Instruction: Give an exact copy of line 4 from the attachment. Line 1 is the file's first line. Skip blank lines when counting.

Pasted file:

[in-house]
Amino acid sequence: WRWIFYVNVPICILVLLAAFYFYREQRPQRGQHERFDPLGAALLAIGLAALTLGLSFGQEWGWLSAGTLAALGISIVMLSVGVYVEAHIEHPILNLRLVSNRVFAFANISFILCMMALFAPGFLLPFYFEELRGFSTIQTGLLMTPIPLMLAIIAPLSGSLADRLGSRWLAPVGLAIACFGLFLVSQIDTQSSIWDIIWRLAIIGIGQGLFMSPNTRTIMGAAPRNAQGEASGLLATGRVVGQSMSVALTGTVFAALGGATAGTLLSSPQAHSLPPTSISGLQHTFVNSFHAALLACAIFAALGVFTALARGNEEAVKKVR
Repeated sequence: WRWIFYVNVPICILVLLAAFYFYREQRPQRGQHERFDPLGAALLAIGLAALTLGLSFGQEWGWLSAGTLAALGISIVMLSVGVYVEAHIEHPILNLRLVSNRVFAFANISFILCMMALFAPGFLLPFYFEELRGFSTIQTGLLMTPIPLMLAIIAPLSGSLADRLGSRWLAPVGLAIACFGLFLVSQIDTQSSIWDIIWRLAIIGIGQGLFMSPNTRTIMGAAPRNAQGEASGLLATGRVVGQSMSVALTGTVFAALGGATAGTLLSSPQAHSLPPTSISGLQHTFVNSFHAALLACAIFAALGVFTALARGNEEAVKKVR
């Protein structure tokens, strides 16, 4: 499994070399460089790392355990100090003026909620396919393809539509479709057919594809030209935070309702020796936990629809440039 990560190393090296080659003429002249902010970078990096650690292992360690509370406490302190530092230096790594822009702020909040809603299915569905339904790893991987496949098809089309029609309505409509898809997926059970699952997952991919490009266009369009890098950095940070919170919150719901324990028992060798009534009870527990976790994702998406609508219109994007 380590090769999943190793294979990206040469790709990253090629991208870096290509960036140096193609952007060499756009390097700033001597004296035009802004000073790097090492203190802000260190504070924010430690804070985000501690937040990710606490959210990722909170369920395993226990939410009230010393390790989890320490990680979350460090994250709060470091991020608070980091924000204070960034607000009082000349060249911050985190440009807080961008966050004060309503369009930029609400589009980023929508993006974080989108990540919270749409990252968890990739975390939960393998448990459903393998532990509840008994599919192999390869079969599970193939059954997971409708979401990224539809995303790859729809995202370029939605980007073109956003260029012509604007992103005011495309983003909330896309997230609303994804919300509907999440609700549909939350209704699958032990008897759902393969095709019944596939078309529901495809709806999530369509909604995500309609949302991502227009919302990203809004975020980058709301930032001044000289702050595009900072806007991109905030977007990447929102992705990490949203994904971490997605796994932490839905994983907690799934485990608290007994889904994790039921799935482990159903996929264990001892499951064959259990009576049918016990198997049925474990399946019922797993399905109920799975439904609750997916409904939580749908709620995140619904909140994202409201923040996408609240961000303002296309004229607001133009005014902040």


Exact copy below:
């Protein structure tokens, strides 16, 4: 499994070399460089790392355990100090003026909620396919393809539509479709057919594809030209935070309702020796936990629809440039 990560190393090296080659003429002249902010970078990096650690292992360690509370406490302190530092230096790594822009702020909040809603299915569905339904790893991987496949098809089309029609309505409509898809997926059970699952997952991919490009266009369009890098950095940070919170919150719901324990028992060798009534009870527990976790994702998406609508219109994007 380590090769999943190793294979990206040469790709990253090629991208870096290509960036140096193609952007060499756009390097700033001597004296035009802004000073790097090492203190802000260190504070924010430690804070985000501690937040990710606490959210990722909170369920395993226990939410009230010393390790989890320490990680979350460090994250709060470091991020608070980091924000204070960034607000009082000349060249911050985190440009807080961008966050004060309503369009930029609400589009980023929508993006974080989108990540919270749409990252968890990739975390939960393998448990459903393998532990509840008994599919192999390869079969599970193939059954997971409708979401990224539809995303790859729809995202370029939605980007073109956003260029012509604007992103005011495309983003909330896309997230609303994804919300509907999440609700549909939350209704699958032990008897759902393969095709019944596939078309529901495809709806999530369509909604995500309609949302991502227009919302990203809004975020980058709301930032001044000289702050595009900072806007991109905030977007990447929102992705990490949203994904971490997605796994932490839905994983907690799934485990608290007994889904994790039921799935482990159903996929264990001892499951064959259990009576049918016990198997049925474990399946019922797993399905109920799975439904609750997916409904939580749908709620995140619904909140994202409201923040996408609240961000303002296309004229607001133009005014902040």